Review of Le Port A, et al. (2011), ‘Prevention of Malaria during Pregnancy: Assessing the Effect of the Distribution of IPTp Through the National Policy in Benin’, American Journal of Tropical Medicine and Hygiene, Vol 84 (Issue 2): pp 270-275
Malaria in pregnancy can cause severe maternal anemia, stillbirth, and result in low-birth weight infants. These devastating effects to the mother and fetus can impact the mother’s chance of survival, as well as that of the infant, as low birth weight particularly is a risk factor for infant mortality. Certain strains of Plasmodium falciparum, the malaria parasite which causes the most severe and deadly forms of the disease, have what is called a ‘tropism’ for the placenta; this means that even if a woman has lived in a malaria endemic area her whole life, she will not have antibodies to that particular strain if she gets pregnant for the first time, and the infection will target the placenta and multiply rapidly. Lacking sufficient antibodies, women infected with these strains of P. falciparum are likely to develop severe infection, especially if they are also immunocompromised, for example by infection with HIV/AIDS or other diseases.
For over a decade, public health programs have attempted to provide intermittent preventive treatment in pregnancy (IPTp) in order to curb the health consequences of malaria in pregnancy. Prior to 2004, chloroquine (CQ) was used all over West Africa for pregnant women as a weekly regimen, but resistance led to a shift to IPTp with sulfadoxine pyrimetamine (SP). Because of concern that resistance would develop to SP as well, studies were also done to look at mefloquine (MQ). This article compares the outcomes of three studies to assess the impact of these strategies in Benin. Each is designed differently and compares different IPTp regimens, and two studies were conducted in one region in Benin, while the other study was done in a different area. The objective is to compare malaria prevention in the three studies for the two indicators of malaria infection of the placenta (MIP) and birth weight.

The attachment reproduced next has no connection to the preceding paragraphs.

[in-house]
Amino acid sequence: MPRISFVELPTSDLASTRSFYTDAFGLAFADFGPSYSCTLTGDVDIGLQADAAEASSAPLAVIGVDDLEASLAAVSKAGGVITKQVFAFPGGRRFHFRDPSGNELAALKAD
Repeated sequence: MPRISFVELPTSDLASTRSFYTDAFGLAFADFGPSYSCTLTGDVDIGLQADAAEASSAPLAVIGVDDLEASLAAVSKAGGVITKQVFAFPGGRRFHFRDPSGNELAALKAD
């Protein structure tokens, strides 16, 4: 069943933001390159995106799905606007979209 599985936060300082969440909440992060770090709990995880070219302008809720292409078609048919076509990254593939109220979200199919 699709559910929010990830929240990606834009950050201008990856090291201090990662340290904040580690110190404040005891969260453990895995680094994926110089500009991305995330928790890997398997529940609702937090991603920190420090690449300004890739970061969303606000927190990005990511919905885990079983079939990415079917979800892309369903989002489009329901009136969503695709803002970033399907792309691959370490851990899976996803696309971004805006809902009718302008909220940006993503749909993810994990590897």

Two studies took place in Ouidah. The first in an observational study that took place during the year before trial comparing SP and MQ took place in the region. During that time period, CQ was still being used for as a weekly regimen to prevent malaria in pregnancy. Placental infections and birth weights were recorded in women who delivered in the two main maternity hospitals in the area. The second study is a clinical trial in the same region to compare IPTp with SP and MQ. The drug intakes and other outcomes of the study were strictly supervised as were the outcomes. The third study was carried out Tori Bossito, 17 km north of Ouidah and although the primary aim of the study was to look at the relationship between MIP and malaria in infants, they also gathered data on maternal use of IPTp from women retrospectively. All three studies collected data on women for a complete year, to avoid bias due to seasonal variations.